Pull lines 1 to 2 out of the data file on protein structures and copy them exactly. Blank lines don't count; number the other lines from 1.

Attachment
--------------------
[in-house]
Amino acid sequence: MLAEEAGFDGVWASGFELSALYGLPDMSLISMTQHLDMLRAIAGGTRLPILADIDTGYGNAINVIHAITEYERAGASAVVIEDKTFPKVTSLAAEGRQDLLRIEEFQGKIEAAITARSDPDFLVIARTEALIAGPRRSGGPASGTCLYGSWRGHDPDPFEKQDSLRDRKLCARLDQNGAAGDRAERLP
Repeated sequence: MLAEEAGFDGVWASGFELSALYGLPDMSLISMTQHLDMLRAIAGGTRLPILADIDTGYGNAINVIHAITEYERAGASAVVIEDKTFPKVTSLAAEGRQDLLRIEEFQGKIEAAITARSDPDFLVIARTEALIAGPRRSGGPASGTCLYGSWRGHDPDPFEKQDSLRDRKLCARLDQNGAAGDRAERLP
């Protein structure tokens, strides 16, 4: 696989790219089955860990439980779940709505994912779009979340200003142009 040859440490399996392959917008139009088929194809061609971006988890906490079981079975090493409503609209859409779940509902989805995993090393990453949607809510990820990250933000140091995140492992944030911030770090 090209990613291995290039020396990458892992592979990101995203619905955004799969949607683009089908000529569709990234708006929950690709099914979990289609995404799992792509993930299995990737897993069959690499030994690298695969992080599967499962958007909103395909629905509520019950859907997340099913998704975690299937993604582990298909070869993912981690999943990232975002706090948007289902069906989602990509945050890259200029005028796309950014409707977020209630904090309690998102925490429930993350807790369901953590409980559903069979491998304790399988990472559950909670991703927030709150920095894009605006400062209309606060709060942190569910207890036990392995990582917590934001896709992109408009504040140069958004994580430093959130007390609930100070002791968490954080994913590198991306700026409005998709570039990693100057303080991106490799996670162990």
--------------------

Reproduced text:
[in-house]
Amino acid sequence: MLAEEAGFDGVWASGFELSALYGLPDMSLISMTQHLDMLRAIAGGTRLPILADIDTGYGNAINVIHAITEYERAGASAVVIEDKTFPKVTSLAAEGRQDLLRIEEFQGKIEAAITARSDPDFLVIARTEALIAGPRRSGGPASGTCLYGSWRGHDPDPFEKQDSLRDRKLCARLDQNGAAGDRAERLP